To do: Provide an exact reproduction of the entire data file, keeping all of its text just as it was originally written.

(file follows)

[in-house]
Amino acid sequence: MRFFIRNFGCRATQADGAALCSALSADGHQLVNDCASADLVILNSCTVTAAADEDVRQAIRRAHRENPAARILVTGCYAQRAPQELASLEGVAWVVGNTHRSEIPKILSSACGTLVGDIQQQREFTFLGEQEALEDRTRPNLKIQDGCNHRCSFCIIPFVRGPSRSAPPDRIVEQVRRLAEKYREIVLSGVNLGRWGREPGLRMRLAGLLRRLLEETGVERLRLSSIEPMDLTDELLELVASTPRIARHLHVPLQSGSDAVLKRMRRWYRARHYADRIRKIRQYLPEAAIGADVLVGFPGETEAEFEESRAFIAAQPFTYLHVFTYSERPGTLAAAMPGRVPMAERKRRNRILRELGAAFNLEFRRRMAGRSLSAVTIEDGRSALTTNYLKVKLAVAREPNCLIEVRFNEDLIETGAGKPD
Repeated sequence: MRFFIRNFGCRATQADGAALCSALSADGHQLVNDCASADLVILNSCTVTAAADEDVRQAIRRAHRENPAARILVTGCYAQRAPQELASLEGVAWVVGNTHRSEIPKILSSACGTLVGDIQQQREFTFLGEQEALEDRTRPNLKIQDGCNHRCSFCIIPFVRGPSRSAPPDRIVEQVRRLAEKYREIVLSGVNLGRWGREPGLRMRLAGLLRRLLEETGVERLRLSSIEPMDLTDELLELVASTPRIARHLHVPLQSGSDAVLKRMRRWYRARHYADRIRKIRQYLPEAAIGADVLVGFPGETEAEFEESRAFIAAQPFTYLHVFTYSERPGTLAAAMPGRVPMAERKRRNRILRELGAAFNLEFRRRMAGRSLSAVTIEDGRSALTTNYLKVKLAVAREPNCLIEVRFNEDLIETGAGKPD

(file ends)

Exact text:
[in-house]
Amino acid sequence: MRFFIRNFGCRATQADGAALCSALSADGHQLVNDCASADLVILNSCTVTAAADEDVRQAIRRAHRENPAARILVTGCYAQRAPQELASLEGVAWVVGNTHRSEIPKILSSACGTLVGDIQQQREFTFLGEQEALEDRTRPNLKIQDGCNHRCSFCIIPFVRGPSRSAPPDRIVEQVRRLAEKYREIVLSGVNLGRWGREPGLRMRLAGLLRRLLEETGVERLRLSSIEPMDLTDELLELVASTPRIARHLHVPLQSGSDAVLKRMRRWYRARHYADRIRKIRQYLPEAAIGADVLVGFPGETEAEFEESRAFIAAQPFTYLHVFTYSERPGTLAAAMPGRVPMAERKRRNRILRELGAAFNLEFRRRMAGRSLSAVTIEDGRSALTTNYLKVKLAVAREPNCLIEVRFNEDLIETGAGKPD
Repeated sequence: MRFFIRNFGCRATQADGAALCSALSADGHQLVNDCASADLVILNSCTVTAAADEDVRQAIRRAHRENPAARILVTGCYAQRAPQELASLEGVAWVVGNTHRSEIPKILSSACGTLVGDIQQQREFTFLGEQEALEDRTRPNLKIQDGCNHRCSFCIIPFVRGPSRSAPPDRIVEQVRRLAEKYREIVLSGVNLGRWGREPGLRMRLAGLLRRLLEETGVERLRLSSIEPMDLTDELLELVASTPRIARHLHVPLQSGSDAVLKRMRRWYRARHYADRIRKIRQYLPEAAIGADVLVGFPGETEAEFEESRAFIAAQPFTYLHVFTYSERPGTLAAAMPGRVPMAERKRRNRILRELGAAFNLEFRRRMAGRSLSAVTIEDGRSALTTNYLKVKLAVAREPNCLIEVRFNEDLIETGAGKPD